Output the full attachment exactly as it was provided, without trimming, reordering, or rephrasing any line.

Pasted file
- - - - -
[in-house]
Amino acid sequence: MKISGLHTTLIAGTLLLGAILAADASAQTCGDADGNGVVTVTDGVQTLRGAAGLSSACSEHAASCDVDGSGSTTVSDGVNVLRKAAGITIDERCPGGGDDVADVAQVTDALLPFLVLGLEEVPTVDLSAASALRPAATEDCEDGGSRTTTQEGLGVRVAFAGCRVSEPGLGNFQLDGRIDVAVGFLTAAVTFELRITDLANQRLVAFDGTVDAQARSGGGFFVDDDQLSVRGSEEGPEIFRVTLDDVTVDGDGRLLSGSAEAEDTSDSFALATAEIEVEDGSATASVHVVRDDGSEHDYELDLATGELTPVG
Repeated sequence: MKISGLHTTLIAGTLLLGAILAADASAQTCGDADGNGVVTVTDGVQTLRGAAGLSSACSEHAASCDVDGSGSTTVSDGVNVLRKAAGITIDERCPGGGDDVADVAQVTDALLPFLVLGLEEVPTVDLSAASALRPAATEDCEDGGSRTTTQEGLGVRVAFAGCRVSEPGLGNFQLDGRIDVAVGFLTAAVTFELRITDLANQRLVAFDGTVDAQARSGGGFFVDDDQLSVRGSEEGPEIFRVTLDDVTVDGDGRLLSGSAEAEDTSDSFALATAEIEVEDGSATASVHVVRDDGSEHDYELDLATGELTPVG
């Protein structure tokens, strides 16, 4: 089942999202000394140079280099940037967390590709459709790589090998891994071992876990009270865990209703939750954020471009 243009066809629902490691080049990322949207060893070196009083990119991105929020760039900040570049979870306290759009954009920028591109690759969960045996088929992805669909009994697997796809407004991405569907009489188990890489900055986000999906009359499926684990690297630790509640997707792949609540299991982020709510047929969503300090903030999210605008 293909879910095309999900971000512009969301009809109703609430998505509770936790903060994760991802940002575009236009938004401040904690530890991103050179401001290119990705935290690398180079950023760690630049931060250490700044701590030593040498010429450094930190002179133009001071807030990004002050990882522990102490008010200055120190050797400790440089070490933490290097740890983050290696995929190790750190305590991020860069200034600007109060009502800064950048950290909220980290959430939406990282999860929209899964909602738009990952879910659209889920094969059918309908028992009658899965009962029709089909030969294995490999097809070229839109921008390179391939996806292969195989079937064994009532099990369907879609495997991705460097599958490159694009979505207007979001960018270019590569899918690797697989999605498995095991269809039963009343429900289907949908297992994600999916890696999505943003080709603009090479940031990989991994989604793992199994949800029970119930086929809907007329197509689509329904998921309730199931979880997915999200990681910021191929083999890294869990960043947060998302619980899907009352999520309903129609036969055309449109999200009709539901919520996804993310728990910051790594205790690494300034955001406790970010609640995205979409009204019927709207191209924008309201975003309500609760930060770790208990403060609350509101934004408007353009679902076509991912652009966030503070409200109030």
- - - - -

[in-house]
Amino acid sequence: MKISGLHTTLIAGTLLLGAILAADASAQTCGDADGNGVVTVTDGVQTLRGAAGLSSACSEHAASCDVDGSGSTTVSDGVNVLRKAAGITIDERCPGGGDDVADVAQVTDALLPFLVLGLEEVPTVDLSAASALRPAATEDCEDGGSRTTTQEGLGVRVAFAGCRVSEPGLGNFQLDGRIDVAVGFLTAAVTFELRITDLANQRLVAFDGTVDAQARSGGGFFVDDDQLSVRGSEEGPEIFRVTLDDVTVDGDGRLLSGSAEAEDTSDSFALATAEIEVEDGSATASVHVVRDDGSEHDYELDLATGELTPVG
Repeated sequence: MKISGLHTTLIAGTLLLGAILAADASAQTCGDADGNGVVTVTDGVQTLRGAAGLSSACSEHAASCDVDGSGSTTVSDGVNVLRKAAGITIDERCPGGGDDVADVAQVTDALLPFLVLGLEEVPTVDLSAASALRPAATEDCEDGGSRTTTQEGLGVRVAFAGCRVSEPGLGNFQLDGRIDVAVGFLTAAVTFELRITDLANQRLVAFDGTVDAQARSGGGFFVDDDQLSVRGSEEGPEIFRVTLDDVTVDGDGRLLSGSAEAEDTSDSFALATAEIEVEDGSATASVHVVRDDGSEHDYELDLATGELTPVG
């Protein structure tokens, strides 16, 4: 089942999202000394140079280099940037967390590709459709790589090998891994071992876990009270865990209703939750954020471009 243009066809629902490691080049990322949207060893070196009083990119991105929020760039900040570049979870306290759009954009920028591109690759969960045996088929992805669909009994697997796809407004991405569907009489188990890489900055986000999906009359499926684990690297630790509640997707792949609540299991982020709510047929969503300090903030999210605008 293909879910095309999900971000512009969301009809109703609430998505509770936790903060994760991802940002575009236009938004401040904690530890991103050179401001290119990705935290690398180079950023760690630049931060250490700044701590030593040498010429450094930190002179133009001071807030990004002050990882522990102490008010200055120190050797400790440089070490933490290097740890983050290696995929190790750190305590991020860069200034600007109060009502800064950048950290909220980290959430939406990282999860929209899964909602738009990952879910659209889920094969059918309908028992009658899965009962029709089909030969294995490999097809070229839109921008390179391939996806292969195989079937064994009532099990369907879609495997991705460097599958490159694009979505207007979001960018270019590569899918690797697989999605498995095991269809039963009343429900289907949908297992994600999916890696999505943003080709603009090479940031990989991994989604793992199994949800029970119930086929809907007329197509689509329904998921309730199931979880997915999200990681910021191929083999890294869990960043947060998302619980899907009352999520309903129609036969055309449109999200009709539901919520996804993310728990910051790594205790690494300034955001406790970010609640995205979409009204019927709207191209924008309201975003309500609760930060770790208990403060609350509101934004408007353009679902076509991912652009966030503070409200109030």